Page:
She also deeply considers the source of her materials. Breakfield says, “Part of my background is in herbalism, specifically wildcrafting, and we were taught before we ever pick anything and to ask our selves about a dozen questions to ensure we weren’t negatively impacting an area. For instance, I always ask myself if what I’m gathering is a major food source for some creature. Typically, I don’t pick flowers since they are a major food source for bees. Most of the flowers in my pieces are from my garden, friend’s gardens, or bouquets friends have given me. There are a few ‘weed’ flowers that I pick such as dandelions but they are typically in places around the city that get mown frequently and have an overabundance of the flowers.”

 

Art by Sara Breakfield; Photo  © Amy Billarz

Art by Sara Breakfield; Photo © Amy Billarz

Breakfield writes of the materials found for this hat: “A hand shaped wool cocktail hat with Peacock feathers, gorgeous vintage green silk veiling, pine cone roses, and dried leaf skeletons. Peacocks, like many birds, shed their feathers towards the end of Summer so every August morning was a treat to wander out and scoop these jewels up from the ground. I’ve always wanted to make a hat with green veiling and when I found this vintage silk veiling at a local fabric store I had to get it (you’re welcome!). Every now and then I’ll come across a Deodar Cedar tree and gather as many of the fallen closed pine cones I can find, when they open they look just like little roses. I’m not sure how leaf skeletons come to be. Are they created by little bugs that just eat the middle of the leaf cells and wander off? Or maybe the leaves just naturally degrade this way and I happened upon them at just the right moment. Either way they end up looking like delicate leaf lace and I love them.”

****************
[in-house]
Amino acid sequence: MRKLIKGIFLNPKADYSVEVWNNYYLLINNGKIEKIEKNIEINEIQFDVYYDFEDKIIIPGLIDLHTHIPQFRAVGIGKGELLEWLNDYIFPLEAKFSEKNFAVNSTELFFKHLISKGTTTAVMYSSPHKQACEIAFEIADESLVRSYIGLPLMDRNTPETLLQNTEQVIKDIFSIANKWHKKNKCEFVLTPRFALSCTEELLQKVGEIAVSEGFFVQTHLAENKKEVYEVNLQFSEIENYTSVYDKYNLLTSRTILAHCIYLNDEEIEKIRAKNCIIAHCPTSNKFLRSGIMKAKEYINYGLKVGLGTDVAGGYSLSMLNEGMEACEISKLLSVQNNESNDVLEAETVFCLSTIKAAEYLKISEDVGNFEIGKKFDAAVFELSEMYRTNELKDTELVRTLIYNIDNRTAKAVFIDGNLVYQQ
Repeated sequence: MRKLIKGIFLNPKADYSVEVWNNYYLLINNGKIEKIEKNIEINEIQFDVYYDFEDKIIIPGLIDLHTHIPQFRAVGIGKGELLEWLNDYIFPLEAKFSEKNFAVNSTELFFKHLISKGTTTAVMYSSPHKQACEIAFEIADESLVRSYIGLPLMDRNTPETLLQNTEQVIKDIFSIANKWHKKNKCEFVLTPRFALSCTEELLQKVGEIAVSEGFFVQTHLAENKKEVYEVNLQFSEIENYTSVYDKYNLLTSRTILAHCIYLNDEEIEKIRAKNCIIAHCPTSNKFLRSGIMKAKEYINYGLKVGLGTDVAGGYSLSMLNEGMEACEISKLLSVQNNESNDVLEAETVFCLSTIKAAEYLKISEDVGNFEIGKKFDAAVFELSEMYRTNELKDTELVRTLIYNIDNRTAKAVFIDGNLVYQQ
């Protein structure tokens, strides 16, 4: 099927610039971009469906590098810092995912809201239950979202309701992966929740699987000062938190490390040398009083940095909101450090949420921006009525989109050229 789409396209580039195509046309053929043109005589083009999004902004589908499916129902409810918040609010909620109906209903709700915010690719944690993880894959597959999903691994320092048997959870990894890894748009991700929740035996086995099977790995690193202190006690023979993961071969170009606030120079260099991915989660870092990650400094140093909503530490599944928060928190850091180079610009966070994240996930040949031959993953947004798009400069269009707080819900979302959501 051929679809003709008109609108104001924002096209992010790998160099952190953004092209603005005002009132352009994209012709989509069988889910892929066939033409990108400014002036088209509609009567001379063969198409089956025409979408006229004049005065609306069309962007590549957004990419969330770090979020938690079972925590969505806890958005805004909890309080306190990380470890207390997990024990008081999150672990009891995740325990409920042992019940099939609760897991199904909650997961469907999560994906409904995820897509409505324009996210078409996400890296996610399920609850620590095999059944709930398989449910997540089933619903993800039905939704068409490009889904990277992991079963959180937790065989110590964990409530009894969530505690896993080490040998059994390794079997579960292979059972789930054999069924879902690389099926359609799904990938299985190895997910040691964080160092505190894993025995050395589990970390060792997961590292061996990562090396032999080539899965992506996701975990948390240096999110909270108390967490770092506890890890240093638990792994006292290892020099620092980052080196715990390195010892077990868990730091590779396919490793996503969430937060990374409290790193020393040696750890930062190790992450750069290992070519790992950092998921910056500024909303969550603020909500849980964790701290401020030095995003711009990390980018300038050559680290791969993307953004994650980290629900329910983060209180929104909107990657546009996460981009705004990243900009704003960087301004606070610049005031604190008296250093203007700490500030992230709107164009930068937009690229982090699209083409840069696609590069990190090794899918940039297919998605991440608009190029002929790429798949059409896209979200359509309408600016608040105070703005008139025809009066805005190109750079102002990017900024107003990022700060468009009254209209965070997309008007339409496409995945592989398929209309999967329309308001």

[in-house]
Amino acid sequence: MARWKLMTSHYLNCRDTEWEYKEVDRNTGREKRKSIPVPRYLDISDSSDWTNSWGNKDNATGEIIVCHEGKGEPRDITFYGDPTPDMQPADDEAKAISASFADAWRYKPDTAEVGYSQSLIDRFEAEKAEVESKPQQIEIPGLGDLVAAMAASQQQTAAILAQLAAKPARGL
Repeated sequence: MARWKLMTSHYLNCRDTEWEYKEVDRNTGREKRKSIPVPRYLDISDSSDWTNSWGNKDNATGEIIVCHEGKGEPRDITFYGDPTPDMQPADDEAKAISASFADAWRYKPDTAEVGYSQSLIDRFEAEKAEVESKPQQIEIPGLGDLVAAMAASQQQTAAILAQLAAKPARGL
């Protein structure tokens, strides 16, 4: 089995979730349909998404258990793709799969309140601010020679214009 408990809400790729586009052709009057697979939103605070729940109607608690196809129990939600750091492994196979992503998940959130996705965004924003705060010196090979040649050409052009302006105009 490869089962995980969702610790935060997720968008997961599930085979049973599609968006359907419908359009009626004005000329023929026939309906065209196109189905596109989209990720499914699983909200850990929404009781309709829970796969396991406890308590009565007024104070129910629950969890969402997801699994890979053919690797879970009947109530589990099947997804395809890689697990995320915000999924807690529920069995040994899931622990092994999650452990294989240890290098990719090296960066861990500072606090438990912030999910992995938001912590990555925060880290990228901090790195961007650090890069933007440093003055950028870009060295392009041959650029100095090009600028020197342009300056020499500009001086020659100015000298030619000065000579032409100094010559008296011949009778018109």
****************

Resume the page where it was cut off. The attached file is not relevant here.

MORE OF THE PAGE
Art by Sara Breakfield; Photo  © Amy Billarz

Art by Sara Breakfield; Photo © Amy Billarz

Looking at breakfield’s pieces makes me not only want to think more carefully about how I dress for a nice occasion, but also how I spend my time out on trails. Looking out over the vast vistas at the summit of a hike is enjoyable, but there is so much to see a matter of feet from our eyes as well. Seeing the many beautiful things Breakfield finds while walking inspires me to pay more attention to what lays along the paths that I walk during afternoons, too. While I may not make art from what I find, I might find it is art without me even touching it.